March 30, 2007


This is the fifth and final day of Goat Rope's official Fun With Freud Week. If this is your first visit, please scroll down to the earlier posts.

This series is about some of Sigmund's more interesting ideas, some of which hold up better than others.

As Freud got older, he became more pessimistic. This is understandable given the events of the time such as the First World War, the rise of totalitarian movements, and the rise of the Nazis to power in Germany and Austria. Here's a quick tour of some of his later works, some of which are speculative and even bizarre in nature.

(Disclaimer: El Cabrero is neither a psychologist nor a Freudian. While some of his ideas still may have some life others are way out there but interesting anyway.)

*Totem and Taboo (1913). This one is WAY out there. Among other things, in this work Freud speculates that human society had its origin in a primal horde where power and sexual access was monopolized by a father figure. The younger males killed the father, whom they also admired. The guilt that resulted from this led to the dead father being venerated as a sacred figure. This was thought to be the origin of the Oedipal complex, religion, and a whole bunch of stuff. It would be a challenge to find someone today who subscribes to this.

*Group Psychology and the Analysis of the Ego (1920). If you've ever noticed that group behavior does no favors to human intelligence and morality, don't skip this one. Freud believed that in certain mob or group settings, people regress to a more primitive level. He reprises some of the ideas from the previous book as well, which probably detracts from the work for contemporary readers.

*Beyond the Pleasure Principle (1920). In this dark book, Freud speculates about another human drive that may rival eros or the libido, i.e. thanatos or the death instinct, which represents the desire of organic matter to return to a simpler state and could result in acts of destruction. Again, this one is a stretch today (but sometimes I wonder about it...).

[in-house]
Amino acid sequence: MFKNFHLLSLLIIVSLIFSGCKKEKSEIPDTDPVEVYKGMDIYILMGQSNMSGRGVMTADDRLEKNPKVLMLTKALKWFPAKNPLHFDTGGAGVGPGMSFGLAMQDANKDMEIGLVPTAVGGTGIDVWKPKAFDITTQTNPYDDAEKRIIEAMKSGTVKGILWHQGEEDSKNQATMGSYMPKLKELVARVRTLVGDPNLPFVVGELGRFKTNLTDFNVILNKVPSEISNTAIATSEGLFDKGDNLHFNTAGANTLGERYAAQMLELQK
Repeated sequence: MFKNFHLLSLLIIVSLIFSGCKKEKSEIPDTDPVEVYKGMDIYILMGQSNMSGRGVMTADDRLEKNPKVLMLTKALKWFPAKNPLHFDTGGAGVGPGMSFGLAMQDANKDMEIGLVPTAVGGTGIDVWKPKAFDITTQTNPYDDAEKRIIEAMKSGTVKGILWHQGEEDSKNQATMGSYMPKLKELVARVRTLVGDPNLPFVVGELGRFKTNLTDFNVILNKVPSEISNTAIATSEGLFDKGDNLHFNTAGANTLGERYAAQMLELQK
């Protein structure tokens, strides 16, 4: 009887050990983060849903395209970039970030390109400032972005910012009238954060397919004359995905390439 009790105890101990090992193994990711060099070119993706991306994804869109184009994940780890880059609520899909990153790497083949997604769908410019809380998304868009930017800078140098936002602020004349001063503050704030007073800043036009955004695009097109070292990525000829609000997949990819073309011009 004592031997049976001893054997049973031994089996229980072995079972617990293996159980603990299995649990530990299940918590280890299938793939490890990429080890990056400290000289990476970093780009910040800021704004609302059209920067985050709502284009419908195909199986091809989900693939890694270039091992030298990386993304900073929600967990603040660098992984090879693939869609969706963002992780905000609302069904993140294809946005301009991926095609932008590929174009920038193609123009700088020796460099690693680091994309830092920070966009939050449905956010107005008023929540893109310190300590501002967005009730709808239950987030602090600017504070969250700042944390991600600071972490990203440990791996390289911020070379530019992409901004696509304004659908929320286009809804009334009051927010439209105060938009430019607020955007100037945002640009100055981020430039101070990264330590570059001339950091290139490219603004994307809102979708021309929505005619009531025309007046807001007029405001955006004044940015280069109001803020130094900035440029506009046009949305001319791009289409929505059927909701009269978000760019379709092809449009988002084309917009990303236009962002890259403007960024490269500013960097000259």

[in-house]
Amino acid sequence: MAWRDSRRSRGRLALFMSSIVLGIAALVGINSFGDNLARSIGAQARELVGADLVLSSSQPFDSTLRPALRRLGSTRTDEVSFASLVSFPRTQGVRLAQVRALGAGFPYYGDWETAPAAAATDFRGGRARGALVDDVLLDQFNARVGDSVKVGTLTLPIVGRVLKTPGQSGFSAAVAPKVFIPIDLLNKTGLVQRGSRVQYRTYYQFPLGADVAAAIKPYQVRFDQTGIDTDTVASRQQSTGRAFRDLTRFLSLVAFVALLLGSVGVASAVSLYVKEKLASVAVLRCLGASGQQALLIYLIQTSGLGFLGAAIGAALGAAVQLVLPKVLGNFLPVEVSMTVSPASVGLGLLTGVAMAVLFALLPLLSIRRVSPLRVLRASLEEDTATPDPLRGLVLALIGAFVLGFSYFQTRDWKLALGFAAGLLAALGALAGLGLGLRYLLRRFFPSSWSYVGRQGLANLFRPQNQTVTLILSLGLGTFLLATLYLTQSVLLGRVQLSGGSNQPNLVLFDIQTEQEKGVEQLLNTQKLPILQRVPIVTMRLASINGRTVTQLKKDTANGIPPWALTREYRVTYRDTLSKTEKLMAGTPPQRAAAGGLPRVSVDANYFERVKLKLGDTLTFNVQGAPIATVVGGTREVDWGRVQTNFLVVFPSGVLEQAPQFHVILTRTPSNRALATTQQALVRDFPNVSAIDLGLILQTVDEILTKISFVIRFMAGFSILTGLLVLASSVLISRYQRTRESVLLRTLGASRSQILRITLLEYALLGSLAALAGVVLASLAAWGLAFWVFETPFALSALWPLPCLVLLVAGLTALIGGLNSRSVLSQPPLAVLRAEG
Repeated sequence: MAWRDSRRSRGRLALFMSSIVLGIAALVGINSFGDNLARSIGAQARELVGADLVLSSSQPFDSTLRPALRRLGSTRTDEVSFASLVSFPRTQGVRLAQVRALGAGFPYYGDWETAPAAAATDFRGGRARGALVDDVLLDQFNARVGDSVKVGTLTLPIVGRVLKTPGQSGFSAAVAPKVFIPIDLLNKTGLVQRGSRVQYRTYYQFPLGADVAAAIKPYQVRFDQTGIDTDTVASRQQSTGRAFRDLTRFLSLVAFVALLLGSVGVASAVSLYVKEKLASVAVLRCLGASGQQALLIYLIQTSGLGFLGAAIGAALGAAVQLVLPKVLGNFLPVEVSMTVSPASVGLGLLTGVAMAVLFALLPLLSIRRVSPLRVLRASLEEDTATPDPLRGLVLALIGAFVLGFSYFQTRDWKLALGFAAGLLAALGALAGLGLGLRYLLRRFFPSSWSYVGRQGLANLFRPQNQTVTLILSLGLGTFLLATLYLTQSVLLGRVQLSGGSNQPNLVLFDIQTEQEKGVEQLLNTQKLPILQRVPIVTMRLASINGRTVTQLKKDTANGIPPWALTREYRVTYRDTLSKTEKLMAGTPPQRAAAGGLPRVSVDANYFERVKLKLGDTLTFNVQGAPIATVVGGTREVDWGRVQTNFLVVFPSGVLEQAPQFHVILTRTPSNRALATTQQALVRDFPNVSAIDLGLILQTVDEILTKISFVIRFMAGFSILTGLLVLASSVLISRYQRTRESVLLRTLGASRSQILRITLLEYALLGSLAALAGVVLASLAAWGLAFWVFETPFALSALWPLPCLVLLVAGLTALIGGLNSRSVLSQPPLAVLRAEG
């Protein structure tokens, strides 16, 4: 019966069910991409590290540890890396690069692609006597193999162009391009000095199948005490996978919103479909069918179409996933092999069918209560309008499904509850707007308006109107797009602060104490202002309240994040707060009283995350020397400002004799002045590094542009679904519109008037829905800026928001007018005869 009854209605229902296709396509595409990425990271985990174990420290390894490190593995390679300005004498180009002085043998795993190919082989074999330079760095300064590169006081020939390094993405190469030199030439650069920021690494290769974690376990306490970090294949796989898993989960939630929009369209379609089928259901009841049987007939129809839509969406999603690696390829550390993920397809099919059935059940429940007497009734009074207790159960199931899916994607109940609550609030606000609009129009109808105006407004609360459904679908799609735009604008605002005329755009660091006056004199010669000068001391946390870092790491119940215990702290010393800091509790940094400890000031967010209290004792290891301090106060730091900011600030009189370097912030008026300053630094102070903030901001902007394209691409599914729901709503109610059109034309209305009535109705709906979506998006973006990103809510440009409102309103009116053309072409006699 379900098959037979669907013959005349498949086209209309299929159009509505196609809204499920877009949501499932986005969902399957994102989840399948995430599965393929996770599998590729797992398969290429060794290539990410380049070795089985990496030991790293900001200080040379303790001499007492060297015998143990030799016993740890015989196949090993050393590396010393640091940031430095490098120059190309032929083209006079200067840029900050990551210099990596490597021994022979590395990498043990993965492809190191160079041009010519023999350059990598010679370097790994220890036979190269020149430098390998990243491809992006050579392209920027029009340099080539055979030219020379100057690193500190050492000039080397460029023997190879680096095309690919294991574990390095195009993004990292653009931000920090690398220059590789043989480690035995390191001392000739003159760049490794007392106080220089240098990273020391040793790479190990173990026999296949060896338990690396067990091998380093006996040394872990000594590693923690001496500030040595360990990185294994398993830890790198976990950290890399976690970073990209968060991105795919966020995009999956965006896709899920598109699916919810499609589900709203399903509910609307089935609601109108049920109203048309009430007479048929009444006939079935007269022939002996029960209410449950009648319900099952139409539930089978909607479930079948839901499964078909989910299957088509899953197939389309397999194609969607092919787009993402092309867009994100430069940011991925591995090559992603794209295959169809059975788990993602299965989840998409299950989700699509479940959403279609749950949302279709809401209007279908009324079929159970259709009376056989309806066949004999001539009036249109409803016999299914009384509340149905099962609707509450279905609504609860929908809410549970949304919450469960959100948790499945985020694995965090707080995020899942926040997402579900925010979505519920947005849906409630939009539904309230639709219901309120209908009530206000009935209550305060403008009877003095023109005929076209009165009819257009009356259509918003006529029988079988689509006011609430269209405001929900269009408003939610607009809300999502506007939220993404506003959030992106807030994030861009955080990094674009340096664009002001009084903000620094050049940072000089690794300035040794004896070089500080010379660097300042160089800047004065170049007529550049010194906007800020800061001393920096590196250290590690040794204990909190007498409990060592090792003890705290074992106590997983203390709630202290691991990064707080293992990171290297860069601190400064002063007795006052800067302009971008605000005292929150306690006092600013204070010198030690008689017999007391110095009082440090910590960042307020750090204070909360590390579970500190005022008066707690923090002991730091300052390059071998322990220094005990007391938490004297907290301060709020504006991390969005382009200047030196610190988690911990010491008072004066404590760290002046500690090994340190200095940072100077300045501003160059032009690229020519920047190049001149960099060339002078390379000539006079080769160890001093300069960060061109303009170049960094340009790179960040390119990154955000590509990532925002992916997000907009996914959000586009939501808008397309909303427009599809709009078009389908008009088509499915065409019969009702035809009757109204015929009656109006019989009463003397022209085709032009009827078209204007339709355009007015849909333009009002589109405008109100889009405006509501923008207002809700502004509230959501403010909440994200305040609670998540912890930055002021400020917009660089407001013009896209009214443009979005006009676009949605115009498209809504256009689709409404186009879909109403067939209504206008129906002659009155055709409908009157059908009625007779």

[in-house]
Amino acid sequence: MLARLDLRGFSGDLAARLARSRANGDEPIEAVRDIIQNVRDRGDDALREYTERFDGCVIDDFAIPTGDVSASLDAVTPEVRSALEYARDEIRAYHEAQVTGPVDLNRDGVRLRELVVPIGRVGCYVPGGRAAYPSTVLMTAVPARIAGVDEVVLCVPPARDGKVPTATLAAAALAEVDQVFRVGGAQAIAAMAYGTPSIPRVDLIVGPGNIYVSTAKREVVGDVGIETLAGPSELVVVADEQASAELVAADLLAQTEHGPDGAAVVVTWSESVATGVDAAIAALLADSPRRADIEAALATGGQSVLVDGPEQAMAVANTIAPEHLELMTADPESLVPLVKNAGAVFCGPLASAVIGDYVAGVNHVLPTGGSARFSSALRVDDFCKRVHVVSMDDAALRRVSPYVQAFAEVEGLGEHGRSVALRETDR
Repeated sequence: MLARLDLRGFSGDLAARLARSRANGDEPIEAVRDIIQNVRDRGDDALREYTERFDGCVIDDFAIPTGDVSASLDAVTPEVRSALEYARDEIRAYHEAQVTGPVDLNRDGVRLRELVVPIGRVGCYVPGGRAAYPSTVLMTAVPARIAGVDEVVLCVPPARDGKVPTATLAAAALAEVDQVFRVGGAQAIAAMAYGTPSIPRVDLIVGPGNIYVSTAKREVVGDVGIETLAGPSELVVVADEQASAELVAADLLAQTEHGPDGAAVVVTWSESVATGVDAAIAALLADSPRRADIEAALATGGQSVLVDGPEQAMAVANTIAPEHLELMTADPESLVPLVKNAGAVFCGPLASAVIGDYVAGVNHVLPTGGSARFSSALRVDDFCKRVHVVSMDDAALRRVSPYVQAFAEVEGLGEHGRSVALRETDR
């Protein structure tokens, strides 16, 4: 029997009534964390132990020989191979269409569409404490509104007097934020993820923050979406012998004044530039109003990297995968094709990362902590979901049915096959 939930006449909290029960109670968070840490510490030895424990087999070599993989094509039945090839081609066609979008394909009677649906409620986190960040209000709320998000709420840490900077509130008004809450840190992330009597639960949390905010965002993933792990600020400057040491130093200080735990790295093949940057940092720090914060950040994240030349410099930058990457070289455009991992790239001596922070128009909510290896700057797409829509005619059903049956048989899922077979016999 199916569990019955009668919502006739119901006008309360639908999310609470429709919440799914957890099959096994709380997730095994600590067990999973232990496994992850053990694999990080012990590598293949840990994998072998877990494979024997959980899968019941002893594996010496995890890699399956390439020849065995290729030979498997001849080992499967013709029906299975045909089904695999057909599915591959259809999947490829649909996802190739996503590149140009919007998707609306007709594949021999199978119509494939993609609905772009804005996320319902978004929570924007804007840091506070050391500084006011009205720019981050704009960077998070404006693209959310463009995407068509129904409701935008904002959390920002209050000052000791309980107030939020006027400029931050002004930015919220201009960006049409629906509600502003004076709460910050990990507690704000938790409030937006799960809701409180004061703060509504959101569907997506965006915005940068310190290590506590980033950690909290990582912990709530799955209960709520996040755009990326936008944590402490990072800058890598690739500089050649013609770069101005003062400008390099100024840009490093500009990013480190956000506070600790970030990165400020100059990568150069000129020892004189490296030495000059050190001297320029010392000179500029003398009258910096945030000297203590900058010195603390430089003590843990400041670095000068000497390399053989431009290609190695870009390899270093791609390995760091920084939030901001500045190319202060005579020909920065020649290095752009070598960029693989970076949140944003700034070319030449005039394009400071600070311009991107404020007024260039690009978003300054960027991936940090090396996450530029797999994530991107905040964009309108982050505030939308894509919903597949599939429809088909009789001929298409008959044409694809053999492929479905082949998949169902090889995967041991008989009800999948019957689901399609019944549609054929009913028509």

*The Future of an Illusion (1927). Freud wrote often about religion, but in this work he characterizes it as an illusion, which basically is something we believe in because we want it to be true. He saw the belief in a good and provident God who would take care of us as a kind of wish-fulfillment that reflects an infant's or child's view of his parents.

*Civilization and its Discontents (1930). This one lays out his basically tragic view of human social life. People depend on society increasingly for survival but doing so necessarily involves the frustration of our instinctual drives. And we're stuck with both.

There's way more to ol' Sig than this week's posts have hinted at. Even if you disagree with many of his ideas (as most people probably do), you may find him worth a look or two.

And as for that cigar...who knows?

THE LATEST ON INCOME INEQUALITY. Here's the latest snapshot from the Economic Policy Institute:

Newly released data on income inequality reveal that all of the gains in 2005, the most recent year for data of this type, went to households in the top 10%. Moreover, those even higher up the income scale—say, the top 1% and above—saw the largest gains of all.

The economy expanded in 2005, with gross domestic product and productivity both posting solid gains (3.2% and 2.1%, respectively). Yet, as shown in the chart below, real market income (i.e., income aside from government transfers) actually fell slightly (-0.6%) for those in the bottom 90% of the income scale....

These trends lead to two clear conclusions. First, the factors driving inequality—diminished union presence, globalization, surging CEO pay—are funneling growth to the top of the income scale and dramatically shaping the economic fate of America's working families. Second, these income trends clearly argue against further regressive tax cuts that continue to favor the wealthiest and exacerbate the seriously skewed pre-tax income distribution.

A LITTLE JUSTICE. Massey Energy was fined $1.5 million by the federal government for its "reckless disregard" for safety at the Aracoma mine, where two men were killed in a fire in Jan. 2006. This from the Charleston Gazette...


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